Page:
We conducted a prospective cohort usability study with 32 participants using a system featuring a Bluetooth-enabled exercise band. All study participants repeatedly used the exercise band for three exercise sessions. Sessions lasted about 15–20 minutes each and were separated by at least 24 hours to minimize muscle fatigue. They were performed in community-based settings, most often in the participants’ places of residence. Before the first session, participants completed a validated Basic Fitness Level questionnaire to characterize self-perceived current physical condition, composed of 12 items on a five-point Likert scale (1 = “strongly disagree”, 5 = “strongly agree”) (15). After the final exercise session, participants completed an adapted version of the Usefulness, Satisfaction, and Ease (USE) questionnaire (16), a validated tool that evaluates the system and user experience across four domains: usefulness, satisfaction, ease of use, and ease of learning. The questionnaire was adapted for brevity by excluding 10 items that were not applicable to our device. The adapted version consisted of 20 positive statements regarding the system’s usability, to which participants indicated their degree of agreement on a seven-point Likert scale (1 = “very strongly disagree”, 7 = “very strongly agree”). We aggregated data by computing mean response values across participants for each question and domain. We evaluated for associations between questionnaire responses and age as well as gender by performing correlations between USE scores with age, and a two-tailed independent t-test between genders. An optional prompt at the end of the questionnaire solicited open-ended feedback to gain additional qualitative indicators of usability and generate ideas for design improvement. Finally, we processed the force data with a custom web application developed through R Shiny, allowing us to visualize the number of exercise repetitions as well as the relative force exerted on the handle during exercise completion. In brief, the application’s algorithm uses a running window function over a local window regression of the collected force overtime and identifies peaks and troughs in the data curves (17) (Figure 2). The fidelity of the system’s ability to detect number of repetitions was assessed qualitatively by ensuring that Bluetooth-captured data was observable through the web application. The application verified that useable data was being collected by displaying (I) force collected by the device, (II) a smoothed line of the force, and (III) peaks and troughs of the force with one exercise repetition represented by two successive peaks. We video-recorded the exercise sessions to help us later validate the accuracy of data processing by the web application.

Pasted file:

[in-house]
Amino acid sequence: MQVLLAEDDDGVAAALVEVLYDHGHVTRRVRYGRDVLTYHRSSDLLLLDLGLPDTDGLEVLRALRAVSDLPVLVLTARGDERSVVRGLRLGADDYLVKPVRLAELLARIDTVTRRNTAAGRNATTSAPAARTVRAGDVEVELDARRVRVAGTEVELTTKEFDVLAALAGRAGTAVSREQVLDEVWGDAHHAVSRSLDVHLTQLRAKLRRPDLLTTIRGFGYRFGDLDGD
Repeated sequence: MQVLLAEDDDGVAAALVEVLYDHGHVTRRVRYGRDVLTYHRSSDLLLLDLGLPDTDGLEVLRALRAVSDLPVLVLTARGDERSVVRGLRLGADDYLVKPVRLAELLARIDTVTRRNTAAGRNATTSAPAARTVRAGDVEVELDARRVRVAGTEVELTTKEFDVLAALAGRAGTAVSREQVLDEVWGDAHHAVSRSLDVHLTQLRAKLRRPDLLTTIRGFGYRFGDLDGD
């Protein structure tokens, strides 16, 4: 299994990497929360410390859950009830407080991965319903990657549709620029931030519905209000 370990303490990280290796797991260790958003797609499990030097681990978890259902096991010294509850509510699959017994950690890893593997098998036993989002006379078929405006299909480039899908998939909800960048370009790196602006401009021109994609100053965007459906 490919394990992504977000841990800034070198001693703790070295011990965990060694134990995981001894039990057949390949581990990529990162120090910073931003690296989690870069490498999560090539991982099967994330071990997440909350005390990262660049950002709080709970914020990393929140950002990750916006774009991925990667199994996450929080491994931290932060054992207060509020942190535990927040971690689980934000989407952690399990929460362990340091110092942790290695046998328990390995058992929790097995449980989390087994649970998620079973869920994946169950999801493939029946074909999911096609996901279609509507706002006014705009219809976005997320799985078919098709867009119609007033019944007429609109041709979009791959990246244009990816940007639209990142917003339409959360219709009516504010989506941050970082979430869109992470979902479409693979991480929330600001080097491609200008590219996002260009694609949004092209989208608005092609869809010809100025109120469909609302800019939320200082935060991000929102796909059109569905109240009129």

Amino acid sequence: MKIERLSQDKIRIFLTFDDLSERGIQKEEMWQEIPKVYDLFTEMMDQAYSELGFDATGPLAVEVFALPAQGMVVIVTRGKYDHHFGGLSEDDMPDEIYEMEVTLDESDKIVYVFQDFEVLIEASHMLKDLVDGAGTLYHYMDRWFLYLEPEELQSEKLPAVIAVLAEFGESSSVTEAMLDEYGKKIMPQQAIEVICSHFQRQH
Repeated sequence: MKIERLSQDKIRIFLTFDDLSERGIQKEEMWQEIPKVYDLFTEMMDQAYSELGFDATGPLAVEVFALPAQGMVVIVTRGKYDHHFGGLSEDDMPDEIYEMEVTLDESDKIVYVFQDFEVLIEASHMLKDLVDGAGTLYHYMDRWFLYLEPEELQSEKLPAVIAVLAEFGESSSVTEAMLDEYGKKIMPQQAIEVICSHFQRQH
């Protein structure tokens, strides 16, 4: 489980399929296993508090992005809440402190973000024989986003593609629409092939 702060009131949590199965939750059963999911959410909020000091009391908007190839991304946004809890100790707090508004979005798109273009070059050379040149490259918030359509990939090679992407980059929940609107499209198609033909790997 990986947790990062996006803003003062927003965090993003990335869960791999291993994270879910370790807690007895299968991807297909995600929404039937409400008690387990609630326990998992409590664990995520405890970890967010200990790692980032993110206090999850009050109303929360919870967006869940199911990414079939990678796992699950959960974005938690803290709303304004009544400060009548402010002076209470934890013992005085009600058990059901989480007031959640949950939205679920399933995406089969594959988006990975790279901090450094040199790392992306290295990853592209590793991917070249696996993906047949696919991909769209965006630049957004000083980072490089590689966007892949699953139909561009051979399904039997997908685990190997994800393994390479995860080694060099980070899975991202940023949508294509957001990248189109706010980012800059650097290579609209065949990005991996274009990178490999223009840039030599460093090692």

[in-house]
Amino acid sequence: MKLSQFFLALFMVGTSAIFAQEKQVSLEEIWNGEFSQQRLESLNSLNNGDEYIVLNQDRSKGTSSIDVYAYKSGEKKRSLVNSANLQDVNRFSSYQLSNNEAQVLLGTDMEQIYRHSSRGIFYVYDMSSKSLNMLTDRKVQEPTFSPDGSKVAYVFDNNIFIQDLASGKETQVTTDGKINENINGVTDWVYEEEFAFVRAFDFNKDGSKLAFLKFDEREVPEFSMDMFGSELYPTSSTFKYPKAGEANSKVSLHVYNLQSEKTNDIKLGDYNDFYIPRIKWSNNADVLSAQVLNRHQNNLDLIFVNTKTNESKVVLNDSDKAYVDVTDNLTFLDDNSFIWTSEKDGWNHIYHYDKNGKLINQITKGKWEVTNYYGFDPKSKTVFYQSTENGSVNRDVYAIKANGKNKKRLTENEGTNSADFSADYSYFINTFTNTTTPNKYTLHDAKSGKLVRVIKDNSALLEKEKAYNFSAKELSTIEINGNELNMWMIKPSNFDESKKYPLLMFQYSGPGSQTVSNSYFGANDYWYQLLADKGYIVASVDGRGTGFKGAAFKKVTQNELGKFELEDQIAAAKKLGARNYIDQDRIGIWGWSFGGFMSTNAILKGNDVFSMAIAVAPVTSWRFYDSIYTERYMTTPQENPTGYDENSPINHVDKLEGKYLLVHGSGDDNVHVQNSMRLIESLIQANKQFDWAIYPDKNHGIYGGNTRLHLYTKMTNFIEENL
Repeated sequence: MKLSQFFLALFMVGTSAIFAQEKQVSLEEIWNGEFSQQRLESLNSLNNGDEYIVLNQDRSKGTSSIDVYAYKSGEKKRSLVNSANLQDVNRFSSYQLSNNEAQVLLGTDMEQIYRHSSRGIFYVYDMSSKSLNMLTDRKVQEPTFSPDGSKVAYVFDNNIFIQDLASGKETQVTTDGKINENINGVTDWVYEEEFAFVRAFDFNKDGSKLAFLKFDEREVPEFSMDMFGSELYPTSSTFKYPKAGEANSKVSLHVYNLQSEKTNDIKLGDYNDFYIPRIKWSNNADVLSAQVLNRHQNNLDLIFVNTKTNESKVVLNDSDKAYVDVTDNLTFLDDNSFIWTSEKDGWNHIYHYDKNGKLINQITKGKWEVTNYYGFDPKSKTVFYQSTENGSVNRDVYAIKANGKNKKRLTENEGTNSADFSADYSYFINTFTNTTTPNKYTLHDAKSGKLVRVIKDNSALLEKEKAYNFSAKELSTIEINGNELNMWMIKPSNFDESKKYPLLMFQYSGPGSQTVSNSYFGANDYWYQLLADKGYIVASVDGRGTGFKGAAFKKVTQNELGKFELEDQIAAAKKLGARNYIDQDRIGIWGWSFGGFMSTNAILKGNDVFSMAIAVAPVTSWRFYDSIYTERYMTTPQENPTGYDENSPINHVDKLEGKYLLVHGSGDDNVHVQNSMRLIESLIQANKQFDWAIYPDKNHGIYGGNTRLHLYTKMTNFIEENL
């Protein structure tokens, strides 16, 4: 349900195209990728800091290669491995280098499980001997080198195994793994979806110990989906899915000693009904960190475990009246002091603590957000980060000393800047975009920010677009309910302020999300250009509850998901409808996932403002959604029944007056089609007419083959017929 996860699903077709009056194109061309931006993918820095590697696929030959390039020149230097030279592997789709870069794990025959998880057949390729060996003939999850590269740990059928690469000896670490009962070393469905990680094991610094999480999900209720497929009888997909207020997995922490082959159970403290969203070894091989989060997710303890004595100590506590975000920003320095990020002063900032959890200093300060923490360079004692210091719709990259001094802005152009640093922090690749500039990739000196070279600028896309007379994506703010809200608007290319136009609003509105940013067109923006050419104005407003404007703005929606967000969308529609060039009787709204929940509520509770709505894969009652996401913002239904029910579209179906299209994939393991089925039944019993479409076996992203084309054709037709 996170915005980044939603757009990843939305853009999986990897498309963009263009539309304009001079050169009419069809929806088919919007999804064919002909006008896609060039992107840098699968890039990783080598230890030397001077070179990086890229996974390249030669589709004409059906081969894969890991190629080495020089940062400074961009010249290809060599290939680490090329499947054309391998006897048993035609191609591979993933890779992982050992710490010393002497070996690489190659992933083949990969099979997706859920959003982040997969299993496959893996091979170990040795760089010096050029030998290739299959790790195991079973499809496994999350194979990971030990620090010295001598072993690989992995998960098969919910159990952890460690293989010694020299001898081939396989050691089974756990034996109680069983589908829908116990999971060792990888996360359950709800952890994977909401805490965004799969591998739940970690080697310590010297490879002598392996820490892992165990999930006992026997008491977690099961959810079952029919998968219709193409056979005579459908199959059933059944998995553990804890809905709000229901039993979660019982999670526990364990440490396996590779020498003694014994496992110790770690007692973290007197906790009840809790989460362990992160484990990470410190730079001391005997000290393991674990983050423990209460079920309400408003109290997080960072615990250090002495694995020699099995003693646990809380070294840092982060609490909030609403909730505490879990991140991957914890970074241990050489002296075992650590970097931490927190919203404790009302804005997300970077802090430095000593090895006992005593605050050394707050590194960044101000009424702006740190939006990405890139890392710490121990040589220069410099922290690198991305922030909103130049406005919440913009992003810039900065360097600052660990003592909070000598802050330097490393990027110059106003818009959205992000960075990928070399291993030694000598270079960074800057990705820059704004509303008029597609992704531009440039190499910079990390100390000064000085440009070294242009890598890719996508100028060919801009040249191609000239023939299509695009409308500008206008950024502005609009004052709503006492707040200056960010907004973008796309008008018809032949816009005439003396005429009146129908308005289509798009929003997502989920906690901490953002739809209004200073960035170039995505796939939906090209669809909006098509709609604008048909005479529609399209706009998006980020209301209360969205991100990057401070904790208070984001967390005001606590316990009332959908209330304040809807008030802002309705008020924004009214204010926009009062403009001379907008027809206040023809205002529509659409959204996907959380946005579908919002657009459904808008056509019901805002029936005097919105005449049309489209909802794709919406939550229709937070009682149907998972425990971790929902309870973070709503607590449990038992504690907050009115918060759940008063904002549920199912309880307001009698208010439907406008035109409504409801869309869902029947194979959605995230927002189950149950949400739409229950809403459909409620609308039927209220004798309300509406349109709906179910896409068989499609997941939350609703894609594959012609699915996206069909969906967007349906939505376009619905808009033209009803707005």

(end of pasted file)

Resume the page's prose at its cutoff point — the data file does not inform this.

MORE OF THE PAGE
Figure 2 Visualization of data with custom web app depicting number of exercise repetitions performed and relative force exerted, for a single exercise from one session by a participant. Each point is the relative force exerted at a given point in time with time points connected by a blue dotted line.

Subjects